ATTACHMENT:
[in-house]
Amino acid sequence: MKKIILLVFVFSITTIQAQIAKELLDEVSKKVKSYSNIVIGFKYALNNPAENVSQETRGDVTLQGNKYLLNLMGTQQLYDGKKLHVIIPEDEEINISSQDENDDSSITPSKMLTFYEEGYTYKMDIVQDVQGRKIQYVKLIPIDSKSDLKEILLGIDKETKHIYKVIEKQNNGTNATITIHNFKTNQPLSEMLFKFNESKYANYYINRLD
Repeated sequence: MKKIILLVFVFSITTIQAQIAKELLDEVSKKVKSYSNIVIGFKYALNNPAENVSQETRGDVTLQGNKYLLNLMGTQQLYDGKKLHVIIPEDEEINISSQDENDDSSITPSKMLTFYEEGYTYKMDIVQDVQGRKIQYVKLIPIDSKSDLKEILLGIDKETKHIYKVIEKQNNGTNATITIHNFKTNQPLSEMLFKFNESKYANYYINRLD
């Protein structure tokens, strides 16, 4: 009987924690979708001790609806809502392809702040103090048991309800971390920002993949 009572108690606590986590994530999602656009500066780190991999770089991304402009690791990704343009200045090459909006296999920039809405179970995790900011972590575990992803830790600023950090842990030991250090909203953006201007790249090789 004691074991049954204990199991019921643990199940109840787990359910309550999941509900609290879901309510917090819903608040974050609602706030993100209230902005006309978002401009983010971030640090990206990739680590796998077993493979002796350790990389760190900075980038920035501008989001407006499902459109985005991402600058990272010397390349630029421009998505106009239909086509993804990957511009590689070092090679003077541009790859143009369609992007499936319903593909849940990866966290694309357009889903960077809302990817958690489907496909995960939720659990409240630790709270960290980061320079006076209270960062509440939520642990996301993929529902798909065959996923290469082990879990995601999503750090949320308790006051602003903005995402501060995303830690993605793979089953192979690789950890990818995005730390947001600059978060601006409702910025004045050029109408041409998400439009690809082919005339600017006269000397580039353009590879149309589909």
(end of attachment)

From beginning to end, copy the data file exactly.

[in-house]
Amino acid sequence: MKKIILLVFVFSITTIQAQIAKELLDEVSKKVKSYSNIVIGFKYALNNPAENVSQETRGDVTLQGNKYLLNLMGTQQLYDGKKLHVIIPEDEEINISSQDENDDSSITPSKMLTFYEEGYTYKMDIVQDVQGRKIQYVKLIPIDSKSDLKEILLGIDKETKHIYKVIEKQNNGTNATITIHNFKTNQPLSEMLFKFNESKYANYYINRLD
Repeated sequence: MKKIILLVFVFSITTIQAQIAKELLDEVSKKVKSYSNIVIGFKYALNNPAENVSQETRGDVTLQGNKYLLNLMGTQQLYDGKKLHVIIPEDEEINISSQDENDDSSITPSKMLTFYEEGYTYKMDIVQDVQGRKIQYVKLIPIDSKSDLKEILLGIDKETKHIYKVIEKQNNGTNATITIHNFKTNQPLSEMLFKFNESKYANYYINRLD
């Protein structure tokens, strides 16, 4: 009987924690979708001790609806809502392809702040103090048991309800971390920002993949 009572108690606590986590994530999602656009500066780190991999770089991304402009690791990704343009200045090459909006296999920039809405179970995790900011972590575990992803830790600023950090842990030991250090909203953006201007790249090789 004691074991049954204990199991019921643990199940109840787990359910309550999941509900609290879901309510917090819903608040974050609602706030993100209230902005006309978002401009983010971030640090990206990739680590796998077993493979002796350790990389760190900075980038920035501008989001407006499902459109985005991402600058990272010397390349630029421009998505106009239909086509993804990957511009590689070092090679003077541009790859143009369609992007499936319903593909849940990866966290694309357009889903960077809302990817958690489907496909995960939720659990409240630790709270960290980061320079006076209270960062509440939520642990996301993929529902798909065959996923290469082990879990995601999503750090949320308790006051602003903005995402501060995303830690993605793979089953192979690789950890990818995005730390947001600059978060601006409702910025004045050029109408041409998400439009690809082919005339600017006269000397580039353009590879149309589909």